A thickness of an organic polymer can be appropriately selected according to intended uses. In an embodiment, it is 50 nm-1000 nm or 100 nm-500 nm. A deposition rate differs depending on a liquid monomer used; in an embodiment, it is approximately 0.1-20 nm/sec.

A carbon polymer film obtained differs depending on a liquid monomer used; in an embodiment, a modulus is in the range of approximately 4-10 GPa or approximately 5-8 GPa. Additionally, mechanical hardness is in the range of approximately 0.1-2 GPa or approximately 0.3-1 GPa.

Hard Mask Formation

An example of hard mask formation and use is shown in FIG. 4. FIG. 4(a) is a schematic view of a structure of a semiconductor device substrate in which an organic carbon polymer film according to an embodiment of the present invention is formed as a hard mask. On an under structure 33 in which an electric circuit is formed, a substrate film 32 which is a dielectric film (Silicon oxide, SiOF, SiC, other low-dielectric-constant films, etc.), a capacitor material (SiN, Al2O3, HfO2, Ta2O3, etc.), an electrode material, metal (Poly Si, TiN, TaN, Ru, Al, etc.), etc. is formed; on top of that, an organic carbon polymer film is formed as a hard mask 31. On top of that, a photo resist film 30 (photopolymer, etc.) is formed. Additionally, the present invention is not limited to this structure (e.g., DRAM). Further, a structure may be a film-laminated structure; a dielectric film may be a low-k film formed by a spin-on process (rotary coating).

In FIG. 4(b), the photo resist film 30 is etched into a given pattern; in FIG. 4(c), the hard mask 31 is etched; after that, in FIG. 4(d), the dielectric film 32 is etched; in FIG. 4(e), the finally remaining hard mask 31 is removed by O2 ashing, etc. By this, a dielectric film, etc. having a given pattern can be formed.

After-Treatment

Additionally, after film formation on a substrate is completed, cleaning inner walls of a reaction chamber is desirable. For example, cleaning of a wall surface of the reaction chamber can be performed by introducing oxygen (O2) and/or a mixture gas of CxFy (x and y are any natural numbers respectively) and an inert gas into the reaction chamber and generating plasma between electrodes; after film formation on a substrate is completed, cleaning of a wall surface of the reaction chamber can be performed by introducing a gas containing radical molecules containing O, F into the reaction chamber; or after film formation on a substrate is completed, cleaning of a wall surface of the reaction chamber can be performed by introducing a gas containing radical molecules containing O, F into a reaction chamber, generating plasma between electrodes.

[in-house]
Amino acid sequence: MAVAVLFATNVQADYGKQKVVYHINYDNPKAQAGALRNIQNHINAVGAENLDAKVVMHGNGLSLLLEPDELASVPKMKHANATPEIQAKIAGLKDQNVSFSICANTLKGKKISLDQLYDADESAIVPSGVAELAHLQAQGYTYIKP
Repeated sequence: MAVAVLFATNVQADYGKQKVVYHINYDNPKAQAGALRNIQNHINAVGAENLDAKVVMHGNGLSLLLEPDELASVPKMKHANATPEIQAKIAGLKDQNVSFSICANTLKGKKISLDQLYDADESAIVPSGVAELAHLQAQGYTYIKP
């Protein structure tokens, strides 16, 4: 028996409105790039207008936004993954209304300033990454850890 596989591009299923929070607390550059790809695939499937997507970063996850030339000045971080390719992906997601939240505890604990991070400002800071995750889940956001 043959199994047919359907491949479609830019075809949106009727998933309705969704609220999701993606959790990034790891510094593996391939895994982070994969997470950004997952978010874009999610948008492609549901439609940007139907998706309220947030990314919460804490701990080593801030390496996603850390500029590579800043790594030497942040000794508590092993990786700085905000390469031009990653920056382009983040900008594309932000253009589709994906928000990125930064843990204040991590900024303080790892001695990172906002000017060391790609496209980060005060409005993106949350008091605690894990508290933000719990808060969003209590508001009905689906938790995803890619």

Additionally, after cleaning a wall surface of the reaction chamber is completed, by introducing a reducing gas and reducing radical molecules into the reaction chamber and generating plasma between electrodes, removing fluoride on the wall surface of the reaction chamber can also be performed.

Further, in order to improve mechanical strength of a film, heat curing of the film formed can be performed by combining UV and EB.

Experimental Results

Examples of the present invention are explained below, but the present invention is not limited to these examples.

Common conditions: Common conditions in respective examples are as follows: Eagle®10 (ASM Japan) possessing a basic structure shown in FIG. 1 was used as a reactor; a heater/vaporizer shown in FIG. 2 was used. Additionally, in the case of these examples, although a liquid monomer was flow-controlled by a flow control unit in a liquid phase, an amount of gas introduced into a reactor was obtained by molar conversion from the flow rate of the liquid. Further, in these examples, the substrate having a diameter of 200 mm was used. In the case of a substrate having a diameter of 300 mm, the common conditions indicated below can also be applied except that the gas flows and the RF power will need to be increased (approximately two times (e.g., 2.25 times) greater).

Reactor Settings

of upper electrode (shower plate): 180° C.

Size of shower plate: φ250 mm

(Size of substrate: φ200 mm)

Substrate temperature: 390° C.

Temperature of vaporizer, vaporizer portion: 150° C.

Controlled temperature of gas inlet piping: 140° C.

COMPARATIVE EXAMPLE 1 No Additive Gas

Process conditions in this example and film formation results are shown as follows:

Gap between shower plate and susceptor: 16 mm

Process Conditions:

C6H3(CH3)3: 130 sccm

He supplied to vaporizer: 170 sccm

Process gas He supplied to reactor: 44 sccm

RF Power 13.56 MHz: 400 W